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Shameful whale experiments in Norway – what we know and why they must stop

As football fans settle down to enjoy a beer, a barbeque and the opening games...

One world ocean – why we need to think globally and act locally

On World Ocean(s) Day let's remember that there is only one ocean on our world....

Whale culture and conservation: to infinity and beyond …

In 1977, the Voyager 1 and 2 spacecraft launched, carrying with them the song of...
The young whale is attended by BDMLR medics and ZSL vets © Julia Cable/BDMLR

A sad end for the young Thames minke whale – what do we know?

It's such a special and, for most of us, rare experience to see a whale...
Image by Cyan Planet

UPDATE – A (virtual) dolphin experience like no other

How is the Water is a Virtual Reality video game and the ultimate ocean experience....
Image: Peter Rowlands/Greenpeace

Supertrawlers or static nets – what is killing all the dolphins? Why we need to see the whole picture

You've probably come across 'supertrawlers' in the news or in the film Seaspiracy which has...

Why Norwegian minke whaling is cruel, shameful and pointless

If you're a fan of the quiz show, Pointless, you'll be familiar with its format...
Captive dolphins perform for cruise passengers at the Costa Maya Resort, Mexico

Tourist hotspots to roadside zoos – investigating the many faces of dolphin captivity in Latin America and the Caribbean

It's the paradise dream - a bright blue sea against a backdrop of palm trees,...

What do whales do when a storm of historic proportion hits their coast?

WDC’s North American office is located in Plymouth, MA, one of the communities hard hit by this week’s blizzard-hurricane, named Juno.  With nearly three feet (1M) of snow falling within 24 hours and accompanied by hurricane force winds, Massachusetts issued a travel ban to reduce the risk of human casualties and enable the state’s cleaning crews to clear roads.

The NA office fared well with only a short power loss, banged up signage, and four foot snow drifts to dig through.  While the office was closed for a couple of days as a result (sorry if you called or emailed during the closure- we will get back to you!), did you ever wonder what the whales were doing during this blizza-cane?

Truth be told, we’re not exactly sure but here are some things to consider. 

  1. Whales are generally sparse during winter in New England.  Most large whales are migratory and move south to mate and calve.  It’s not that whales can’t survive here in the winter, as some do hang around, but small schooling fish are scarce during the winter so there’s little point of being here.  Most of the “whale action” is happening in temperate and tropical waters south of here.  We don’t know where all whales go, but we do know that humpback whales from the North Atlantic mate and calve in the West Indies, and North Atlantic right whales give birth off the southeast US (between North Carolina and Florida.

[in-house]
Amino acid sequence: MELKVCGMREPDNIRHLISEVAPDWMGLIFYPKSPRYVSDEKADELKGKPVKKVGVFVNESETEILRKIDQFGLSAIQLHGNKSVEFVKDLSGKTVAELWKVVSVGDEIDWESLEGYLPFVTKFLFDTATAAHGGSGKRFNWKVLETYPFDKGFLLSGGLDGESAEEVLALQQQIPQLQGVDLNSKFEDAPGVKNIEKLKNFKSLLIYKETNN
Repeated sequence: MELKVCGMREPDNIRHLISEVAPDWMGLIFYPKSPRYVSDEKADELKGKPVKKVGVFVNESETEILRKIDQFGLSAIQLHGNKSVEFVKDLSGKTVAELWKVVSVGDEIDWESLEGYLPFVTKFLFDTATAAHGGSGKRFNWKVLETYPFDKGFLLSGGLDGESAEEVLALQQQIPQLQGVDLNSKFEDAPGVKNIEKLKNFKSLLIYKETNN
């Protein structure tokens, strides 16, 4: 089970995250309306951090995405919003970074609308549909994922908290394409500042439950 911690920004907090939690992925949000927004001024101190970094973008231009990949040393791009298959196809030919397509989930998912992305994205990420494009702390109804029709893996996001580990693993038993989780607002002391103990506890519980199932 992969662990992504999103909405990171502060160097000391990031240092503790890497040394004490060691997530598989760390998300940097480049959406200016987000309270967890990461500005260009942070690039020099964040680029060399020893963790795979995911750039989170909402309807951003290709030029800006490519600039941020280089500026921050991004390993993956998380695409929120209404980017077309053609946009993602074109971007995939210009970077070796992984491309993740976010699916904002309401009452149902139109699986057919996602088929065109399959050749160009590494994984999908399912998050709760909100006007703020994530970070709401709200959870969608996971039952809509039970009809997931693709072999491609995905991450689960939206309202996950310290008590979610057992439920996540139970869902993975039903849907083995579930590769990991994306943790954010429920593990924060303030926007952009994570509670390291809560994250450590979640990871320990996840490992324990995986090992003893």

2. It’s warmer out there than it is here, at least during storms!  While we stayed indoors to avoid the freeze as wind chills dipped to -5F (-20C) during the storm, the water temps in Cape Cod Bay hovered around 39F (4C).  For our primary winter resident whales, North Atlantic right whales, these water temps are downright comfortable.
  3. Sing a song? Researchers can’t risk life and limb to watch what whales do in rough seas but there are some data to indicate that life is pretty normal for whales, even if it’s not for us.  In 2006, WHOI researcher Mark Baumgartner deployed underwater gliders off Cape Cod as a major Nor’easter was about to hit.  Dropped in 17 foot (5m) seas, the researchers retreated before the storm worsened.  The gliders remained throughout the storm and recorded calls from humpback, sei, and North Atlantic right whales!
  4. Run away!  It’s not unprecedented that after major summer storms, whales in coastal areas scatter for a bit following the storm.  The saying that “still waters run deep” could be modified to deep waters run more still, or still-ish.  Storms tend to churn up the surface but have limited impact at depth.  Of course, depth is all relative.  At its deepest, Cape Cod Bay reaches 206 feet (63m), only four body lengths for a right whale, or comparable to you being in a little over 20 feet (6m) of water- not so deep.  In these shallow waters, rough seas and high winds can literally stir up the ocean and mix thermoclines (temperature layers), changing water temperatures and salinities up to 300 feet below the surface.  While the direct effect on whales is not known, these turbulent waters do impact critters like copepods, the primary prey item for right whales.  These tiny little zooplankton concentrate based on internal waves and currents. When dispersed, they are of little value to these hungry whales.  For the whales, leaving may be a good choice both for comfort and for finding food.  
  5. Be prepared.  There is also some evidence that non-human animals can detect and respond to pressure changes well before us humans.  Reports of animals retreating to higher ground before natural disasters are universal.  Some dogs respond to barometric pressure changes well before we humans hear that first clap of thunder.  So it’s also possible that whales can either sense the pressure changes, or note the signs, and react, before the storms “hit”. 

With two more storms threatening coastal Massachusetts in the coming days, our NA office staff is not relying on sensing pressure changes to react, but is monitoring the forecast closely and remains in storm preparedness mode.  When the wind and waves calm down, we’ll head out to some of our favorite viewing spots to see if our backyard neighbors, critically endangered North Atlantic right whales, ventured back into Cape Cod Bay for their plankton picnic.  

About Regina Asmutis-silvia

Executive director - WDC North America